Appian Way is considered to be the oldest highway in Europe and one of the strategically important roads in Rome. It served as the primary road that helped in the transport of military equipment, food items and other resources to other cities in the empire. It connects Rome to Brindisi in southern Italy and other small cities on the way. Known as the “Queen of Roads” as it was a 300 mile long road that was constructed at a time where no other major roads existed, that is 312 BC.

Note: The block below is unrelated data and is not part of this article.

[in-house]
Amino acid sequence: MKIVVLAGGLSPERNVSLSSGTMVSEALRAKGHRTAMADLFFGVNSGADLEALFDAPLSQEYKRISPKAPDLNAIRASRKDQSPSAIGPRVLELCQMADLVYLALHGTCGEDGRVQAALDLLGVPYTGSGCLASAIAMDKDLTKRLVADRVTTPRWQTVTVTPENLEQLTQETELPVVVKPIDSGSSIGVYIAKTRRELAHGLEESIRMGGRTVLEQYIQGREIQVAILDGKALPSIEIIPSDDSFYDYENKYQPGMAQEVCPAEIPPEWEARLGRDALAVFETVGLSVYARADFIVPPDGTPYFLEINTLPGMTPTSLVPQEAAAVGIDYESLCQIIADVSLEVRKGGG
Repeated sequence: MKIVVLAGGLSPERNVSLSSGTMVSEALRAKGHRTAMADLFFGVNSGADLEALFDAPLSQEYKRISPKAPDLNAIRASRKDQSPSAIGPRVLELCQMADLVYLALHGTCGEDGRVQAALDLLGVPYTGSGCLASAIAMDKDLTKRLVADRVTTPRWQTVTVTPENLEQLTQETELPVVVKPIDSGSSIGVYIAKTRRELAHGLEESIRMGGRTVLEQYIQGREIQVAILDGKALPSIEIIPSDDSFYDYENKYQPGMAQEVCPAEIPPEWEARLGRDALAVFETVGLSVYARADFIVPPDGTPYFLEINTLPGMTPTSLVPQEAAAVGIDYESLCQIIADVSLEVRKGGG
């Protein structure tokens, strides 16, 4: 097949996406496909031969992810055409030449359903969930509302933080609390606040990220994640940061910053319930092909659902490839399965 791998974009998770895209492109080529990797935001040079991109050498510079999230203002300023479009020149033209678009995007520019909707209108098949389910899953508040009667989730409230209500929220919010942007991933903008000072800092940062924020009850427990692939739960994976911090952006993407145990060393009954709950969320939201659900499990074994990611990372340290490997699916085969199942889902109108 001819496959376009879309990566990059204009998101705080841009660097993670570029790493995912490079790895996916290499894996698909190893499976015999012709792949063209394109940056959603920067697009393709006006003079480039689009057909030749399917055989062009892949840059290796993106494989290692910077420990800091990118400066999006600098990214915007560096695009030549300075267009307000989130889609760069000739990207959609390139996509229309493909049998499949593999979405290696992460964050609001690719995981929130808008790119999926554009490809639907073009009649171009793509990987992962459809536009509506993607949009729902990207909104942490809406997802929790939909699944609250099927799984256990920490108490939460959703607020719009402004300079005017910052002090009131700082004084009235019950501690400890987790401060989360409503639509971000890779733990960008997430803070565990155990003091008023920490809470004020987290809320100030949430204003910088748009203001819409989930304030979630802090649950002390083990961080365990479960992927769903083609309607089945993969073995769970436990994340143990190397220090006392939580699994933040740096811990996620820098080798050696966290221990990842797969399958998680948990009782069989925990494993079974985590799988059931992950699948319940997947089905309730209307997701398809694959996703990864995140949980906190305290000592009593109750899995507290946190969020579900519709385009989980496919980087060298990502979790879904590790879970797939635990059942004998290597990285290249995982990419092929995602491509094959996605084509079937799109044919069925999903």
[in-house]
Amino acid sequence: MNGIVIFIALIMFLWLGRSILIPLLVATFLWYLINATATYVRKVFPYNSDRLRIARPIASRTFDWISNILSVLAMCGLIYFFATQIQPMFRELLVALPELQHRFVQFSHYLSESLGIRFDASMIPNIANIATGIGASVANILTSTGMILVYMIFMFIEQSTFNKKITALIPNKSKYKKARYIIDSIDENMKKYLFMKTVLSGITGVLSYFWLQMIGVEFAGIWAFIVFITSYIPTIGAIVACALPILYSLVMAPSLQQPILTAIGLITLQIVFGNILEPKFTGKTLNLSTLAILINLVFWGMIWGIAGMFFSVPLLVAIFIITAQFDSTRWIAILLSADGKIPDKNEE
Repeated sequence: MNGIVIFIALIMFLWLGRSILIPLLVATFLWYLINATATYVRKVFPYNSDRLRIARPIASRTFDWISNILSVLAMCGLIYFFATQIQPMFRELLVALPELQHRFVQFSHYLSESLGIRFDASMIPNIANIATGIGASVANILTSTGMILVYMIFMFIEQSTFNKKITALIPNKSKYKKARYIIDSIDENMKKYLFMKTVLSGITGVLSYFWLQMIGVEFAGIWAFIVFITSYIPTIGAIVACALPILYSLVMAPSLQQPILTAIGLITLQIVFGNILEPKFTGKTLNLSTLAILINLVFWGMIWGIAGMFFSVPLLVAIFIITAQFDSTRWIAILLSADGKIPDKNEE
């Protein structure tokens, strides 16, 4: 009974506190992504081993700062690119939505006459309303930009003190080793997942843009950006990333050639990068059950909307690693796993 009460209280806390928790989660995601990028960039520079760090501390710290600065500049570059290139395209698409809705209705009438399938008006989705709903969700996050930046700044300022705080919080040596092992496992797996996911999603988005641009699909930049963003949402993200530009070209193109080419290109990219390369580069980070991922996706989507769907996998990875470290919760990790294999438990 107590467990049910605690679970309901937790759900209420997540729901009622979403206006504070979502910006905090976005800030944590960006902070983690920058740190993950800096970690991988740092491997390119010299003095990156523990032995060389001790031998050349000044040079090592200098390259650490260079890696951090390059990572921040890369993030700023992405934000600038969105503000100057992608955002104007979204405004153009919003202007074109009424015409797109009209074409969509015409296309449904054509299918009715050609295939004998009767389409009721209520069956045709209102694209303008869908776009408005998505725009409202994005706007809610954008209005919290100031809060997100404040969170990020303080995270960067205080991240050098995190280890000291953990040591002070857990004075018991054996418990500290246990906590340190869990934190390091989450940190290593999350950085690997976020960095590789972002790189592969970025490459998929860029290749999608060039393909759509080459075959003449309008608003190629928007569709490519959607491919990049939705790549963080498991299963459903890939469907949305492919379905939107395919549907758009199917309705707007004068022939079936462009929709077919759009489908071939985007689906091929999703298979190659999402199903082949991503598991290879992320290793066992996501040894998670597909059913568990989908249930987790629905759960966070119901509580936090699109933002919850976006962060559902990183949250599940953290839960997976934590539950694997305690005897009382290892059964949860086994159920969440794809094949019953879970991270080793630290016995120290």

Most of the Appian road is outside the city but one of the best sites to visit in the country. The road is very well preserved considering it was made in the before christ era. It is made from huge flat stones that have been fixed so well on the earth by centuries of passing motor vehicles on them. Walking on it means you are walking on the same road as Julius Caesar did in his time, and so did other important rulers of different eras. To preserve it even more well and give it a special touch, the area around the first 10 miles have been converted to a park with other historical ruins around.
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